British Popular Customs Present And Past - online book

A calendar of the traditional customs, practices & rituals of the British Isles.

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Jan. 6.]                           twelfth day.                                    S3
dexterity and force of the nail-driving was so quick and sure that a single blow seldom failed of doing the business effectually. Withdrawal of the nail without a proper instrument was out of the question, and consequently, the person nailed was forced either to leave part of his coat as a cognisance of his attachment, or quit the spot with a hole in it. At every nailing and pinning shouts of laughter arose from the perpetrators, yet it often happened to one who turned and smiled at the duress of another, that he also found himself nailed. Efforts at extrication increased mirth; nor was the presence of a constable, who was usually em­ployed to attend and preserve free " ingress, egress, and regress," sufficiently awful to deter the offender.—Every Day Book, vol. i. p. 50.
A curious custom of mediaeval origin is observed at the Chapel Royal, St. James's Palace, on the festival of the Epiphany. After the reading of the sentence at the offertory, " Let your light so shine before men," &c, while the organ plays, two members of her Majesty's household, wearing the royal livery, descend from the royal pew and advance to the altar rails, preceded by the usher, where they present to one of the two officiating clergymen a red bag, edged with gold lace or braid, which is received in an offertory basin, and then reverently placed on the altar. This bag or purse is understood to contain the Queen's offering of gold, frank­incense, and myrrh, in commemoration of the gifts of the Magi to the infant Saviour.—Echo, Jan. 7th, 1869. In the Lady's Mag. for 17G0, is the following: Sunday Jan. 6th, being Twelfth Day, and a collar and offering day at St. James', his Majesty, preceded by the heralds, pursuivants, &c, and the knights of the Garter, Thistle, and Bath, in the collars of their respective orders, went to the Royal Chapel at St. James', and offered gold, myrrh, and frankincense, in imitation of the Eastern Magi offering to our Saviour.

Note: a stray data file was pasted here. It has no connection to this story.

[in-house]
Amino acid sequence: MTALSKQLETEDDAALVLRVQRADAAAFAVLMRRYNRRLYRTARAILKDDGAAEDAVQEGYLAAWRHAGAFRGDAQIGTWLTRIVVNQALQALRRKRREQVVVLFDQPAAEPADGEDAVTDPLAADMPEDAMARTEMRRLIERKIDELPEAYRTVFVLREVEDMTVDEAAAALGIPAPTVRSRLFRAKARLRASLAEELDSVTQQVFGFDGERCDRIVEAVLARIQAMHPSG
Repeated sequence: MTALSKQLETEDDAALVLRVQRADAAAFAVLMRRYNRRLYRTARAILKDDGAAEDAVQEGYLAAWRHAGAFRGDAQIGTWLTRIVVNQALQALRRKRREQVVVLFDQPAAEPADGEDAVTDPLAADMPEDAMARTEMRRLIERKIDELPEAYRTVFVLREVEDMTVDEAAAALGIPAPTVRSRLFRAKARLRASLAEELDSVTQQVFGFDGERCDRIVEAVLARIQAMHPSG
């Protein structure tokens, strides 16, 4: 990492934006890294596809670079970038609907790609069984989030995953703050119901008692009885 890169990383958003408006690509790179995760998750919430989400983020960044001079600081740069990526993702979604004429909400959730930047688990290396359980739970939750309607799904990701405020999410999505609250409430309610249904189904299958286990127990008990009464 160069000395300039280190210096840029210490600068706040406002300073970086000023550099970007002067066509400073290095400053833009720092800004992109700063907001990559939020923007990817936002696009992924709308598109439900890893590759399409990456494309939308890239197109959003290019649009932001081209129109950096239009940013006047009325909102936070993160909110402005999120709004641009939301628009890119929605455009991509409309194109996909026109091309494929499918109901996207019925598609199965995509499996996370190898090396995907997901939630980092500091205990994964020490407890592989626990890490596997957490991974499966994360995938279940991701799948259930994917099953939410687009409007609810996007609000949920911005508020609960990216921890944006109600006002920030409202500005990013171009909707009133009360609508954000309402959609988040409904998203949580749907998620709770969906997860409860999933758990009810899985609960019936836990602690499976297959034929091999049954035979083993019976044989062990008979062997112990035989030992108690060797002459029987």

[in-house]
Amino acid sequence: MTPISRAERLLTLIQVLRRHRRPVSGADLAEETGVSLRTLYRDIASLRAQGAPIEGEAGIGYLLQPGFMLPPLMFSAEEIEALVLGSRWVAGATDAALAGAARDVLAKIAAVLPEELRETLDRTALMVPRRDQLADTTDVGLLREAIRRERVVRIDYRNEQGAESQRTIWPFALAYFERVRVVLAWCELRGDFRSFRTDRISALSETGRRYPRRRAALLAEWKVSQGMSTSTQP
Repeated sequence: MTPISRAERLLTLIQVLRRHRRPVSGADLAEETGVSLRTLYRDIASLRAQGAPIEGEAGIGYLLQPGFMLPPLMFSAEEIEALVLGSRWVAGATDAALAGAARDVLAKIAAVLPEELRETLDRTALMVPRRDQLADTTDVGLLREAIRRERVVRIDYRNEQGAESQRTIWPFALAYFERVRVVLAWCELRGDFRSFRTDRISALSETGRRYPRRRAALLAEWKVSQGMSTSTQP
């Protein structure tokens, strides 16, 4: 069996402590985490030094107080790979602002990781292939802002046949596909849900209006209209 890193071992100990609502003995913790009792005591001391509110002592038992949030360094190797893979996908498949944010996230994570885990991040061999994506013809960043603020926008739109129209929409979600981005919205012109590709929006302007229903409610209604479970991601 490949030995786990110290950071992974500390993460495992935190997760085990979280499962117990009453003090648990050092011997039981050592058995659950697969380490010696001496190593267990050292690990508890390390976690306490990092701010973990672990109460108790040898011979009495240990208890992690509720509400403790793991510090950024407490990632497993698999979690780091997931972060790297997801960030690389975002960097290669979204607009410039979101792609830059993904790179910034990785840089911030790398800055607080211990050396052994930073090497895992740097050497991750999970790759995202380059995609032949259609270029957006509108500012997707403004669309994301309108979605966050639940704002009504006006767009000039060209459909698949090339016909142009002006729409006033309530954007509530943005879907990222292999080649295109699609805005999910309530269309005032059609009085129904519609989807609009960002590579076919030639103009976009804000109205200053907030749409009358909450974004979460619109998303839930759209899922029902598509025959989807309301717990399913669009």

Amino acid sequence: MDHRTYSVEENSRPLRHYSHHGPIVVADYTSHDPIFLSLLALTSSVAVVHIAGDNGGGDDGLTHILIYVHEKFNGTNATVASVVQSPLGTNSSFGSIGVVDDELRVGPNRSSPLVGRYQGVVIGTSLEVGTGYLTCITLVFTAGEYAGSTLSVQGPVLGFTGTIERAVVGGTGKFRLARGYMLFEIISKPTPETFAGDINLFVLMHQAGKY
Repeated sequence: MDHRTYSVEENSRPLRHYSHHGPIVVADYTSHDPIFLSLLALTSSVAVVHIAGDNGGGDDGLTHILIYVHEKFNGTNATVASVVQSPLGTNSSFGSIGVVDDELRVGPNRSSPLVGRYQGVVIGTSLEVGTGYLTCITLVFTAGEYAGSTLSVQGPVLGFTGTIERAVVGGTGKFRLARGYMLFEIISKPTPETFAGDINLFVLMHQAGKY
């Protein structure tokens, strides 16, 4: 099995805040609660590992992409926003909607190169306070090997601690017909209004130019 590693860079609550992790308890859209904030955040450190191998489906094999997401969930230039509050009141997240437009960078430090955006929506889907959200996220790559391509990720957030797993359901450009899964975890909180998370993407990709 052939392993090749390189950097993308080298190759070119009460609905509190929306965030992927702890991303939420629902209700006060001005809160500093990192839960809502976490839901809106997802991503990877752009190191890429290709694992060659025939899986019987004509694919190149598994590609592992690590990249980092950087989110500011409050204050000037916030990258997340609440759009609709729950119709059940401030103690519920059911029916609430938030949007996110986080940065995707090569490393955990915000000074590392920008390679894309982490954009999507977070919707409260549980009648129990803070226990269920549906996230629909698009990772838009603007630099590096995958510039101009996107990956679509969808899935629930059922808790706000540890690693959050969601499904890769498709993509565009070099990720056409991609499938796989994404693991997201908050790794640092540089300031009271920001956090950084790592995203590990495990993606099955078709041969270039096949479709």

Isle of Man.
In this island there is not a barn unoccupied on the whole twelve days after Christmas, every parish hiring fiddlers at the public charge. On Twelfth Day the fiddler
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